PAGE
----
Less than five months ago, Tottenham Hotspur traveled to Leicester City on matchday 38 hoping to qualify for yet another season of European football. The stakes were high — Leicester would have qualified for Champions League with a win and Spurs needed all three points to edge out rivals Arsenal for seventh place.
Under interim manager Ryan Mason, Spurs went down 2-1 in the 52nd minute after Jamie Vardy’s second converted penalty of the day, and it looked like Europe was not in the cards for Spurs. However, in the subsequent 40 or so minutes, an own goal from Leicester keeper Kasper Schmeichel and two late goals from Gareth Bale guided Spurs to a 4-2 win to end out a tumultuous 2020-21 season that ended way below their expectations.
And while the win was important, it was anything but the main headline. Tottenham’s talisman Harry Kane was quite emotional as he thanked the traveling fans at the King Power Stadium and embraced fellow teammates Heung-min Son and Dele Alli.
From the minute the game ended, media and pundits ran with the rumors of the England captain leaving the club he had been with since the age of 11. I should add here that two days ahead of that Leicester City match, Kane’s interview with Gary Neville on The Overlap promoted the idea and the suggestion that Kane wanted to leave Tottenham for the 2021-22 campaign.
Kane’s desire to win domestic trophies and break Alan Shearer’s all-time Premier League goal record implied that a move abroad would likely be out of the question. After months of speculation, it was reported that City’s final offer for Kane had been roughly €50 million off of Tottenham’s valuation. Spurs chairman Daniel Levy found City’s offer unacceptable, and Tottenham refused to entertain any notion that they would sell.
Putting myself in Daniel Levy’s shoes and with the understanding that Kane’s valuation was in the €120-130 million range, he surely understood that keeping Kane would give Spurs the best chance to get back into Champions League football. If Tottenham were to get into the top four, it would likely mean an excess of roughly €50 million and even the potential for more if Spurs were to go on a deep run.
With that being said, if Levy’s plan were to work, Spurs could very well part with Kane next summer and not lose out entirely on big money. Of course, it is a risky proposition, but it likely explains the chairman’s intransigency to move on from Kane. The gamble so far has certainly promoted some questions. And unfortunately, the gamble has led to a tricky situation for Nuno Espírito Santo and one that he has handled quite well. Even during the latter stages of the summer transfer window, Nuno played his cards right on Kane, refusing to discuss the possibility of a summer transfer and expressing faith in the rest of the Spurs squad.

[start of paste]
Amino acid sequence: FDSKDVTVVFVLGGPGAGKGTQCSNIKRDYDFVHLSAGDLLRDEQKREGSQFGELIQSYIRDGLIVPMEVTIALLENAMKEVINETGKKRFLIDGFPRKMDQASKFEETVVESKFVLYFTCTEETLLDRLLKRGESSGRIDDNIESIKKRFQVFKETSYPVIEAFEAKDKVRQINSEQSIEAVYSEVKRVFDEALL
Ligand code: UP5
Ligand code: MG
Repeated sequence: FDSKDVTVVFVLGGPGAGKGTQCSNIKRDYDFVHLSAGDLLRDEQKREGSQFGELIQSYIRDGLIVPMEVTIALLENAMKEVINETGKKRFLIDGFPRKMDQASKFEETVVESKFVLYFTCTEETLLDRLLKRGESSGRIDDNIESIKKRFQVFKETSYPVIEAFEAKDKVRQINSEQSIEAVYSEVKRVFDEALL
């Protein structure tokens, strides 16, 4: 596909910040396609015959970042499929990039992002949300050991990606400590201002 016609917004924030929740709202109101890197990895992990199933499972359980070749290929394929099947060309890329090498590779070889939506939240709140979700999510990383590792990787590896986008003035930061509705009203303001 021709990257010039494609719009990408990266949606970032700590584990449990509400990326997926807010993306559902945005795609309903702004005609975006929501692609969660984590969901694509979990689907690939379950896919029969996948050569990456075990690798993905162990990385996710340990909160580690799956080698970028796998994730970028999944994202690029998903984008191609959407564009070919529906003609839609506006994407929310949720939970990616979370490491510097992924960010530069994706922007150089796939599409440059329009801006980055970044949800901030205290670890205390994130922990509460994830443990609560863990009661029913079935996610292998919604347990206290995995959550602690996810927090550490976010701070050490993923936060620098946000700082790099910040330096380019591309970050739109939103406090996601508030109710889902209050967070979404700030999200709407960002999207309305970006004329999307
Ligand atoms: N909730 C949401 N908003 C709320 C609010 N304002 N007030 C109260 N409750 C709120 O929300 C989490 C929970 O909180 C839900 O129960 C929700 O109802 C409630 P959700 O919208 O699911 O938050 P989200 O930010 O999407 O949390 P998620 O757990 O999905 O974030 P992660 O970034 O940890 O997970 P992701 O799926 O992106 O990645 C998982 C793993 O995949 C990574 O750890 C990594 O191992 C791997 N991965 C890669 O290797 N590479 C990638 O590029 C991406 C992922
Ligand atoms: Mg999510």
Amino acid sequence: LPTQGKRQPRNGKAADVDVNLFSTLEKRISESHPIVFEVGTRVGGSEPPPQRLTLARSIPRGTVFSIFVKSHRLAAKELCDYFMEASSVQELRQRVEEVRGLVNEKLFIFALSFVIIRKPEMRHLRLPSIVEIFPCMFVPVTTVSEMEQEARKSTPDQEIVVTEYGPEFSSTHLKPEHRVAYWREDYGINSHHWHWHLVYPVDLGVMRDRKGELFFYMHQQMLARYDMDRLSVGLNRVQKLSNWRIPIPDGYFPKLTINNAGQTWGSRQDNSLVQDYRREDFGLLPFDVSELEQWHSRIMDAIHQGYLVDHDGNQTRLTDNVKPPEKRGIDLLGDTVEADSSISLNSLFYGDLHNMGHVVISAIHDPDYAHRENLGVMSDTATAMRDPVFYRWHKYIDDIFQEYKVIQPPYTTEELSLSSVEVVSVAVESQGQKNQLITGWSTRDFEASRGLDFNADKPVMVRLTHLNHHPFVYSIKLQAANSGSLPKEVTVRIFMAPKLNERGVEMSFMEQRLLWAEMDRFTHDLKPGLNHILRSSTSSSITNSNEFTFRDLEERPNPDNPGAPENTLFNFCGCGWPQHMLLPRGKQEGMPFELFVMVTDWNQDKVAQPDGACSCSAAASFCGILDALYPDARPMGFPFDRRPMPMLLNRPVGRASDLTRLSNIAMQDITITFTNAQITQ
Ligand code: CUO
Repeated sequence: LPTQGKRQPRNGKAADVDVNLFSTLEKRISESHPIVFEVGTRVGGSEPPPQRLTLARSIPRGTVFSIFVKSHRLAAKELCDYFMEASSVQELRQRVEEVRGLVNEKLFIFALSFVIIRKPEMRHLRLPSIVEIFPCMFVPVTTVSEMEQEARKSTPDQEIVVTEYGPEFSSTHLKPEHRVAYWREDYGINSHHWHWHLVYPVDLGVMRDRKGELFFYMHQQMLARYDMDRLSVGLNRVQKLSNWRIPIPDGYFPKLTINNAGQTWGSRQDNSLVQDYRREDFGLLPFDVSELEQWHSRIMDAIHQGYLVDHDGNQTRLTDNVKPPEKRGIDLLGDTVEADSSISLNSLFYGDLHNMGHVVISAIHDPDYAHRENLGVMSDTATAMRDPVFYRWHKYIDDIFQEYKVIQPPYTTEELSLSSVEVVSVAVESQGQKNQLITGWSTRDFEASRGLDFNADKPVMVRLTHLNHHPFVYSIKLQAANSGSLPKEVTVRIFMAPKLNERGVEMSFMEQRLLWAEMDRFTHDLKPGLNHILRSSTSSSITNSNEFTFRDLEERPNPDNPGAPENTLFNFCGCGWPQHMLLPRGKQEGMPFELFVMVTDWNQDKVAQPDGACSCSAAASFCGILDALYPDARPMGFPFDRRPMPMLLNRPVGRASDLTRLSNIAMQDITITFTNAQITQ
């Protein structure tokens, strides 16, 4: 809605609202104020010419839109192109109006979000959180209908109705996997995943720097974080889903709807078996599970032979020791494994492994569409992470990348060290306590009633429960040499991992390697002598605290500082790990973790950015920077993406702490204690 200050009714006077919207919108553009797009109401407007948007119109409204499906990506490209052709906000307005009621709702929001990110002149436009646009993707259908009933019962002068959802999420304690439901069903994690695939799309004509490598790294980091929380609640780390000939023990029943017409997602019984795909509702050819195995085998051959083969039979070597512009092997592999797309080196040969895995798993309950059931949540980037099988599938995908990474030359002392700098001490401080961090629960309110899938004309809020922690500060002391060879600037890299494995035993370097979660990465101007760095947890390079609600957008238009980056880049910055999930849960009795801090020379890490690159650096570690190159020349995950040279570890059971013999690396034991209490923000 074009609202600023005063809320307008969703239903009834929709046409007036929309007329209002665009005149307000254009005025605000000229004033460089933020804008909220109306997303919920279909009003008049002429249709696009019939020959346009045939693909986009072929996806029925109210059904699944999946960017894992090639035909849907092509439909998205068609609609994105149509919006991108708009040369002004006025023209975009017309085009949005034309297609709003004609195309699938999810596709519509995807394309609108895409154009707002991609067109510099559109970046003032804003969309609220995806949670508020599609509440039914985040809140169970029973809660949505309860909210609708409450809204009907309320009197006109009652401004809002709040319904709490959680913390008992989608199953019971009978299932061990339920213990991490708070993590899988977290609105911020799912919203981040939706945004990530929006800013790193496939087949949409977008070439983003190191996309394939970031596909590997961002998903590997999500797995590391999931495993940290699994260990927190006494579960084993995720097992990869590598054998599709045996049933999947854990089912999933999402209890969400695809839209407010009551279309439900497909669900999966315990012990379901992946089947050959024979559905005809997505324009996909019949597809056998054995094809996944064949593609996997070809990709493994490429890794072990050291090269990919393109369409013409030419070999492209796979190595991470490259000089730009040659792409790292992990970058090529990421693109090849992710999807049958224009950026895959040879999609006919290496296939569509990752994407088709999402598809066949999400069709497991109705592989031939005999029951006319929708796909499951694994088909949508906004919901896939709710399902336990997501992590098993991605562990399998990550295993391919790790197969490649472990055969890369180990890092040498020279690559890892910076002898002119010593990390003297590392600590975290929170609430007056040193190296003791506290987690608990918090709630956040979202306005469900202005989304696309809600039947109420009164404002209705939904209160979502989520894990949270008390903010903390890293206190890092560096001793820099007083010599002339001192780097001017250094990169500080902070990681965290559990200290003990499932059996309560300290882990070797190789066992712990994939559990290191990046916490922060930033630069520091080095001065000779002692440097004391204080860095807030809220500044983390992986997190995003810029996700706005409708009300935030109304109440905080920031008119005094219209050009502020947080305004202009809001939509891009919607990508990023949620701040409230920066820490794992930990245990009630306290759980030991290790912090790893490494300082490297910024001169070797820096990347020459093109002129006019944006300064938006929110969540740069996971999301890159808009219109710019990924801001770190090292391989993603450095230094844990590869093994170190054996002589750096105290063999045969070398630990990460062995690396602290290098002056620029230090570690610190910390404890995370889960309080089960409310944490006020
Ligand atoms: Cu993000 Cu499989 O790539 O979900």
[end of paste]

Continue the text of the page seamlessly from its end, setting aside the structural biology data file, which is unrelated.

However, Nuno’s style of play has led to perhaps the slowest start Kane has had in his career. While both Nuno and José Mourinho can be described as pragmatic, defensive managers, it is also true that Mourinho’s attacking approach funneled almost entirely through Kane and Son. So far, we have yet to see that cutting edge from Kane under Nuno. Almost halfway through October, Kane sits at zero Premier League goals. He does have five goals in the UEFA Conference League and a goal in the League Cup, but much more is expected from him.
And there is of course the possibility that perhaps Kane’s health and age are becoming an issue, and his lengthy injury history is keeping him from kicking into that next gear. If Kane’s heart is elsewhere and he still wants that move to come, he may not be pressing the issue given the possibility and his propensity to get hurt. At 28, Kane has logged a lot of minutes, especially in the past two years. Think about it — not only did Kane play all the way through this past summer’s EUROs, but Spurs also played the highest number of games out of any Power 5 league club last season. In the 2020-21 season, combining international and club games, Kane featured in over 50 games.